Title

An Examination of the Relationship Between Principal Leadership Styles and Teacher Turnover Rates

Document Type

Dissertation

Degree Name

Doctor of Education (Ed.D)

Department

Educational Administration

Date of Award

Summer 2020

Abstract

Research by Ladd (2009) and Boyd et al. (2011) has shown that the retention of teachers may be affected by the principal’s leadership style. Weinbaum, Weiss, and Beaver (2012) also identified a principal’s leadership style as one reason a teacher chooses to leave the profession. This quantitative study examined the relationship between the principal’s perceived leadership style and the teacher’s perception of the principal’s leadership style. The study also examined the predictive relationship and the correlation between the principals perceived leadership style, the teacher’s perception of the principal’s leadership style, pay, supervision, job satisfaction, and teacher turnover. The leadership styles addressed in this study were transformational, transactional, and laissez-faire. The results of this study found that pay was not a significant factor relative to teacher retention, and transformational or transactional leadership supported job satisfaction and teacher retention. The research instruments used to measure leadership styles were the Multifactor Leadership Questionnaire Leader and Rater Forms. The Job Descriptive Index was used to measure teacher pay, supervision, and job satisfaction. To measure teacher turnover the Turnover Intention Scale was used.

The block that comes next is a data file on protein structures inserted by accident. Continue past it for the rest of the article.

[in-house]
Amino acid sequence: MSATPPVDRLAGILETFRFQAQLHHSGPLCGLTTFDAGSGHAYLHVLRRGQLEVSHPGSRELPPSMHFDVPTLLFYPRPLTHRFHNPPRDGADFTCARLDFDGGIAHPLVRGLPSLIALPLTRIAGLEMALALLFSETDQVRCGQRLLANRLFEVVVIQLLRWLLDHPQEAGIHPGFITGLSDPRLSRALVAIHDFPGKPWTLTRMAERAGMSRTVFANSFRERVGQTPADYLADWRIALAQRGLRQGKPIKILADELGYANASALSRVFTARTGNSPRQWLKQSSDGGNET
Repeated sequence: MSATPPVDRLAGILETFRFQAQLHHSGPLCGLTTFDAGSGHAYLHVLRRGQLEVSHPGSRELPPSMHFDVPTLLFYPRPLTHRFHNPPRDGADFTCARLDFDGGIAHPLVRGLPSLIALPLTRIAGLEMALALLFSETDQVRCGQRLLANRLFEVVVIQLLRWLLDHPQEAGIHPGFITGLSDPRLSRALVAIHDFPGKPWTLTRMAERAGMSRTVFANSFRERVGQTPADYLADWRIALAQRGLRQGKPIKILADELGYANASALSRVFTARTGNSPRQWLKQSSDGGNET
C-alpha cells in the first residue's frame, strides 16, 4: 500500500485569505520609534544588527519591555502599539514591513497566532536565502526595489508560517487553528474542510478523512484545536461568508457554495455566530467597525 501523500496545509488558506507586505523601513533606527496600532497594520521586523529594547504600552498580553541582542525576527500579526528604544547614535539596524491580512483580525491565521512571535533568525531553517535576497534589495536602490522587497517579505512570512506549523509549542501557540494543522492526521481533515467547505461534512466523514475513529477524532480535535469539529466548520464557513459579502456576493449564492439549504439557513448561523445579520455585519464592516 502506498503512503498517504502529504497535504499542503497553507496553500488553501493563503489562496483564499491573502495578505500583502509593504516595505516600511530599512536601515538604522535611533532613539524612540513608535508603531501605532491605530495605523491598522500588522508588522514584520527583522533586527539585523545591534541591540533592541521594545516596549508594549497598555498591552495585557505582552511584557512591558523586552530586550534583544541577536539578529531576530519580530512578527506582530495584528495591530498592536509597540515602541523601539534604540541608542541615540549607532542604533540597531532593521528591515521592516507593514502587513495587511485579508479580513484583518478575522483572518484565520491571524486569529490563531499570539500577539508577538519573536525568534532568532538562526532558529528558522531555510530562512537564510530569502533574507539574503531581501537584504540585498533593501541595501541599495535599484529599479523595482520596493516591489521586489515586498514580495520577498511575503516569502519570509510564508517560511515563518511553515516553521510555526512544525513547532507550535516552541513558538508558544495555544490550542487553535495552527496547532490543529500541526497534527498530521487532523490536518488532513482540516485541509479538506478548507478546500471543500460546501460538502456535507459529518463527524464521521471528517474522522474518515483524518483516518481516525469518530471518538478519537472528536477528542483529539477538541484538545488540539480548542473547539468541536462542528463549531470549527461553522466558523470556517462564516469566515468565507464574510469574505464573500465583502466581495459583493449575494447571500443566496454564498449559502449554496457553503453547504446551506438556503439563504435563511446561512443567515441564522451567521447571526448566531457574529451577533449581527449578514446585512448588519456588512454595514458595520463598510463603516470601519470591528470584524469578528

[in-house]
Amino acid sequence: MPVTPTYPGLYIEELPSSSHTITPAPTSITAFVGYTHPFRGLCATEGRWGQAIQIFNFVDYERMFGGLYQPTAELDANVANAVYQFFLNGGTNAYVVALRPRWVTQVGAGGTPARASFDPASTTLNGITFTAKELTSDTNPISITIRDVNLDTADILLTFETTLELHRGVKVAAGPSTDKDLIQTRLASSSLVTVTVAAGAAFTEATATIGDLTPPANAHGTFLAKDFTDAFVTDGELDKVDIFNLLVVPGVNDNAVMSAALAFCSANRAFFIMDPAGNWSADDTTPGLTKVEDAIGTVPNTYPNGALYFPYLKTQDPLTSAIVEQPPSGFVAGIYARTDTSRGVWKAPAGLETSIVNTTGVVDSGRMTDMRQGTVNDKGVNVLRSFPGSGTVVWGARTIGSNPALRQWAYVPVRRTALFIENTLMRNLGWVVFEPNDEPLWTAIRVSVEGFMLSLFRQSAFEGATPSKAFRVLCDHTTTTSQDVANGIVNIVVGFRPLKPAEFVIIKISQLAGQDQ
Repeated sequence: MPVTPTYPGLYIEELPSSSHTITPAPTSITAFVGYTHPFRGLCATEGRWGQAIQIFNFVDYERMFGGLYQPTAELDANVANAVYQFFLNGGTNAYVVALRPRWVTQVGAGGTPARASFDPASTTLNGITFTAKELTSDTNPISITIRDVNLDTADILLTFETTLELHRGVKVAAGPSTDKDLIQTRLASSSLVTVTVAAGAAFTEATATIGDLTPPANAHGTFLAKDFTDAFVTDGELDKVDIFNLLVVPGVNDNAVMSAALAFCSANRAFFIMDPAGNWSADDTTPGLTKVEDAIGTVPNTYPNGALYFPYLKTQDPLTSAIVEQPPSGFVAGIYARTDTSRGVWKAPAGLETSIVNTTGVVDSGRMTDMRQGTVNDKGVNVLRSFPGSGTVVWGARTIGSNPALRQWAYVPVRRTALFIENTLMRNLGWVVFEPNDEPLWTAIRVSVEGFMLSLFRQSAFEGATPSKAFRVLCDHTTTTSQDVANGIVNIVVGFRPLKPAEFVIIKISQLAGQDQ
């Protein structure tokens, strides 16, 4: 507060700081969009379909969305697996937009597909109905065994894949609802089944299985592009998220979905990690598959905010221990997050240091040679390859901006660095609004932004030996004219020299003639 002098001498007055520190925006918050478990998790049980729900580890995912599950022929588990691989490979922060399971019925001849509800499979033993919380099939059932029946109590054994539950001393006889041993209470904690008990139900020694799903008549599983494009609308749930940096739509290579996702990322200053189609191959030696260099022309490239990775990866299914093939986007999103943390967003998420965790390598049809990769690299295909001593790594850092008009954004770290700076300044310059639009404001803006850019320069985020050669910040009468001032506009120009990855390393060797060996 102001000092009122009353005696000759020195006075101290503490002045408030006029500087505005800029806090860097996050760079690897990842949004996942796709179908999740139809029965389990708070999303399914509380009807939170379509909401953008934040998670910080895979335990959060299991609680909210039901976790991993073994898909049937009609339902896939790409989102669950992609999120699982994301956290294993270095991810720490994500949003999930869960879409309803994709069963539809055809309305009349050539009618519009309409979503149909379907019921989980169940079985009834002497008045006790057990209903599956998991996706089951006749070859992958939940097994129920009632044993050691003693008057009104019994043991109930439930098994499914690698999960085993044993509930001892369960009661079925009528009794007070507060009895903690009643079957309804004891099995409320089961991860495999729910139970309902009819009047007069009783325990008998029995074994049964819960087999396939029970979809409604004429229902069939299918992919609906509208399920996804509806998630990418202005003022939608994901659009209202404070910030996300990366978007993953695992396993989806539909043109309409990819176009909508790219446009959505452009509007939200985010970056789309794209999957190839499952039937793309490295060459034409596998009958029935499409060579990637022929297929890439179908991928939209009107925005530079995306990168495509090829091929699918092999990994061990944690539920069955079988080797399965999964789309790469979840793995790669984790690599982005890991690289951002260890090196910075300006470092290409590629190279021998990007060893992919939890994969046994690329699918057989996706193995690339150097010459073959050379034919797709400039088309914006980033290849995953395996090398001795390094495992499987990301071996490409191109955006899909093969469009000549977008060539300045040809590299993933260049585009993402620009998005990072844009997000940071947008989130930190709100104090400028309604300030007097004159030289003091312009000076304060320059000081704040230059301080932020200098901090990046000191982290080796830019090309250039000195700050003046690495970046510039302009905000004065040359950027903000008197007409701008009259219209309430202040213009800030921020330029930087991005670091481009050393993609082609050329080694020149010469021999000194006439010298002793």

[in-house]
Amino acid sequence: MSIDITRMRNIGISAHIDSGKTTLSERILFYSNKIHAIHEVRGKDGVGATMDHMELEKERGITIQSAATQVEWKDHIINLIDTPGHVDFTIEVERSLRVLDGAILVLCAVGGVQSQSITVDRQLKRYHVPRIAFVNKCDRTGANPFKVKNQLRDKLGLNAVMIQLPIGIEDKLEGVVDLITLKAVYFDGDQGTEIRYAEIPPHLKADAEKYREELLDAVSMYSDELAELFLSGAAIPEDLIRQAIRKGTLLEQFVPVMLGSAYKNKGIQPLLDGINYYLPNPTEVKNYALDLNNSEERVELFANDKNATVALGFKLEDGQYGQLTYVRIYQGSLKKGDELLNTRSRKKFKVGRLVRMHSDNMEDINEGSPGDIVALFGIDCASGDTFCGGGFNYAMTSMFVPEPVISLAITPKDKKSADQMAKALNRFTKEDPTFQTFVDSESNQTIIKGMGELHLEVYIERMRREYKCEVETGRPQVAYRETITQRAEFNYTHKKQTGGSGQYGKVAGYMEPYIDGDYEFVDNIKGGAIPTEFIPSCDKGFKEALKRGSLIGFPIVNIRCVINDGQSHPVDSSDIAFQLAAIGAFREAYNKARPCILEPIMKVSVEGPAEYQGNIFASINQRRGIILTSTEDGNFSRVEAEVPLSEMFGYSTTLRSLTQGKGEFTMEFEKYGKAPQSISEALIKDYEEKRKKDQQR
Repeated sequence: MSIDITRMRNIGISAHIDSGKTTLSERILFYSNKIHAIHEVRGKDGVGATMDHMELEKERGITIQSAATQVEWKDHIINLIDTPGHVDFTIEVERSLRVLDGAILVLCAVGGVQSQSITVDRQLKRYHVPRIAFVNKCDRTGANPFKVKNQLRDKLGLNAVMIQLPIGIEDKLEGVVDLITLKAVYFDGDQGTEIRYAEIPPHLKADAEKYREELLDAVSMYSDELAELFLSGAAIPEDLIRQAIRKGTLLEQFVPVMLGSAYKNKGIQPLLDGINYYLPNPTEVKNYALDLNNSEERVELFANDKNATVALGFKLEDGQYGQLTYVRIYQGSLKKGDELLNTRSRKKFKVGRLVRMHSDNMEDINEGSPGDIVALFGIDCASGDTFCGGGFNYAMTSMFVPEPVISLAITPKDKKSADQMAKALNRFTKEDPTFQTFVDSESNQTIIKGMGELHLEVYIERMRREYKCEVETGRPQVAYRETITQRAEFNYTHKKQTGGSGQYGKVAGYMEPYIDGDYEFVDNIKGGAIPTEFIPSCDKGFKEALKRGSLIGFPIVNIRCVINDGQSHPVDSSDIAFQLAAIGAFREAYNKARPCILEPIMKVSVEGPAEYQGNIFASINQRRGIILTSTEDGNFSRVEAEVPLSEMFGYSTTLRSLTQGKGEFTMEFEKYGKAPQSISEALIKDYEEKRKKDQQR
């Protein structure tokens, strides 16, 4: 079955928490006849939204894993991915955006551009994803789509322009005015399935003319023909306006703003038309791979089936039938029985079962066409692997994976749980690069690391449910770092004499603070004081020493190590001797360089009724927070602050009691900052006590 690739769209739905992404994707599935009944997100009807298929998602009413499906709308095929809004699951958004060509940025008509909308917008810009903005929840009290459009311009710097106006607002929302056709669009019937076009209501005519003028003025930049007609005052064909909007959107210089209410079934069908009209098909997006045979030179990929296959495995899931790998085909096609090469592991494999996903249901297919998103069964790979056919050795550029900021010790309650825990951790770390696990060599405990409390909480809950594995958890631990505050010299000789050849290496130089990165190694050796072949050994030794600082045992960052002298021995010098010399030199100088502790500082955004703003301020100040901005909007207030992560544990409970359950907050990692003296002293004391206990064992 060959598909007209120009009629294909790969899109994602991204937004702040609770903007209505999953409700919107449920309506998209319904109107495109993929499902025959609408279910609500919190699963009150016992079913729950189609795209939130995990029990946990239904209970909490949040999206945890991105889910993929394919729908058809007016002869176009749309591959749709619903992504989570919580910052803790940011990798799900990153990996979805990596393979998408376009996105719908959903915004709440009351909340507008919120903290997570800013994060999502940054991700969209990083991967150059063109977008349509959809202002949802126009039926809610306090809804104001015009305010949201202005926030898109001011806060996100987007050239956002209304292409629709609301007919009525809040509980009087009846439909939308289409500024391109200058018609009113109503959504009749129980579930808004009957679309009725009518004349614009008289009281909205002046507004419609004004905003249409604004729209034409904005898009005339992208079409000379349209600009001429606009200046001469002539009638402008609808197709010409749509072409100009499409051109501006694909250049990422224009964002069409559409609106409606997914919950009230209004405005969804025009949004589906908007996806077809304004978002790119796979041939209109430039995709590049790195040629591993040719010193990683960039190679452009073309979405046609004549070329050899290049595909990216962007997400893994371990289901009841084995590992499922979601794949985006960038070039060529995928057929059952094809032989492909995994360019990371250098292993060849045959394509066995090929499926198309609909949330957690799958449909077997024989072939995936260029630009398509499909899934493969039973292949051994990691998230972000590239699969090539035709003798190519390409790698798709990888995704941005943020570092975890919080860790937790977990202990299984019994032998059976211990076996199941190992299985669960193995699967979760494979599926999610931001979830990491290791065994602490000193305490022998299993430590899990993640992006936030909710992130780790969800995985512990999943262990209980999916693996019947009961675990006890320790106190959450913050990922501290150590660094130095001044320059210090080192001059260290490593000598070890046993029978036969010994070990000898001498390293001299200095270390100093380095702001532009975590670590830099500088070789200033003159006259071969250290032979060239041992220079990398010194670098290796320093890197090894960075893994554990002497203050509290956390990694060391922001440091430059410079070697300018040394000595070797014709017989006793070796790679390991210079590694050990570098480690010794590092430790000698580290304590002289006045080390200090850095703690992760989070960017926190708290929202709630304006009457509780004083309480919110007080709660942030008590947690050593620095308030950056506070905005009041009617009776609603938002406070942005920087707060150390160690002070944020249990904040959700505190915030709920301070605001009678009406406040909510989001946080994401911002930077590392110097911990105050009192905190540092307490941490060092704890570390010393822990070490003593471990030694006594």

Advisor

Melissa Arrambide

Subject Categories

Education | Educational Administration and Supervision

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